April 26, 2012
By Anonymous

The door opens and in wafts the now familiar, pungent scent of alcohol wipes. Whether this a good sign or a bad one, I’m not sure. Does this smell mean his homecoming or just another day of extensive cleaning in hopeful anticipation of his return? My life has not always been spent waiting. The dingy blue leash that now gathers dust next to the door used to get a great deal of use, accompanying us on long walks through the woods or into town. We would spend hours fishing or swimming in the shallow lake behind the house. We could turn anything into an adventure, and we spent every moment together, but that was before. The smells before were of his shampoo when we snuggled in bed and of the mud on boots when we finished our sojourns into the fields. Then came the quiet whispers of the parents and the somber mood of the household.

“What will we do if Jack does not get better?”

“He has to get better; kids survive cancer all the time,” Dad said.

Prior to this illness, Jack, my owner and best friend, was a tall gangly ten-year-old boy who shuffled when he walked. He loved being outdoors with me and would abhor the thought of spending his life inside watching his world through a window. His pockets always smelled of the biscuits that we would share while we ventured outside.

Now I spend all my time on his bed waiting for the day he is better and will return home. I hear the rest of the family say he is getting stronger every day, but he has been gone for so long. I had never heard of cancer before; however, from the number of people crying I must assume that it is a virulent disease.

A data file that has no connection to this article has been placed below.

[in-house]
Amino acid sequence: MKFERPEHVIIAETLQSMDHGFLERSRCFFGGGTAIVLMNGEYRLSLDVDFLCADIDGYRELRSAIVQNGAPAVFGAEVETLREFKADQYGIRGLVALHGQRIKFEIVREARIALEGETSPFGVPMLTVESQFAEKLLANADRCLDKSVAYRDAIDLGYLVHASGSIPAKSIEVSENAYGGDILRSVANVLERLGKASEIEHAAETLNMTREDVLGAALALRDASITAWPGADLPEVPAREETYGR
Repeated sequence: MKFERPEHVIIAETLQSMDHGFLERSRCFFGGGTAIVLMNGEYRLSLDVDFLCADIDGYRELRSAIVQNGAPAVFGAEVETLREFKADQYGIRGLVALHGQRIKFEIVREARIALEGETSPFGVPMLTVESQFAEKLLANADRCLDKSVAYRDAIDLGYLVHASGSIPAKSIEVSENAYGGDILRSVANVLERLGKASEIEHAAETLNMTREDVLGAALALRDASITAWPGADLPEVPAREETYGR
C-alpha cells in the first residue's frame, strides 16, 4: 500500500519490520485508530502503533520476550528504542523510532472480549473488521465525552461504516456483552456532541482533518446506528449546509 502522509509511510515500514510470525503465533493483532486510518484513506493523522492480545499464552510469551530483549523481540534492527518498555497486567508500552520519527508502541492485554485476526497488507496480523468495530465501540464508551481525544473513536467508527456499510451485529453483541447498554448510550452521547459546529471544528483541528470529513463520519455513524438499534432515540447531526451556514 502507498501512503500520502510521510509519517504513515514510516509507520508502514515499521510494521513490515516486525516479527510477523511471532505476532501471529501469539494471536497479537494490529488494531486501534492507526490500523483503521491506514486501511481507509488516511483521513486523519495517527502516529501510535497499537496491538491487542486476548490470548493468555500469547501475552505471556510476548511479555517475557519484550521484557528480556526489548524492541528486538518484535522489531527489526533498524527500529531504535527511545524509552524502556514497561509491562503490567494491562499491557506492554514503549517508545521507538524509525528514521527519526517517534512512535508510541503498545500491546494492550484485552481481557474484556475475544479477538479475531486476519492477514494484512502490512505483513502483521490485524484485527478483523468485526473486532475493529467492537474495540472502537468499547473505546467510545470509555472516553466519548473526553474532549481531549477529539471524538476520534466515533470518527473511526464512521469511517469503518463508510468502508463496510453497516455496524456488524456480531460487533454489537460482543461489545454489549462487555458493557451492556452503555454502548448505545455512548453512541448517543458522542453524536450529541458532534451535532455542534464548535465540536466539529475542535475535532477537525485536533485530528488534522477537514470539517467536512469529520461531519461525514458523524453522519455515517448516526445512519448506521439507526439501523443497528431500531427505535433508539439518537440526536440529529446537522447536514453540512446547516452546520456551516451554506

Jack was never much of a complainer, but I still remember that day he came home crying from his doctor’s appointment. Everything seemed wrong. He did not pause to greet me. There was so much commotion I could barely tell what was going on until his parents rushed him out the door and into the car. I watched the car pull out of the driveway, not realizing this could be the last time I ever saw him. No one cared to tell me what was happening; I had to find out on my own by listening to numerous phone calls with friends and family. Everything after that has been a blur of people entering and exiting the house, as if through a revolving door. Some come bearing gifts or food; others come just to let me out or talk to the family.
And I stand guard on Jack’s bed, basking in the sunlight and waiting for him to come home to me.

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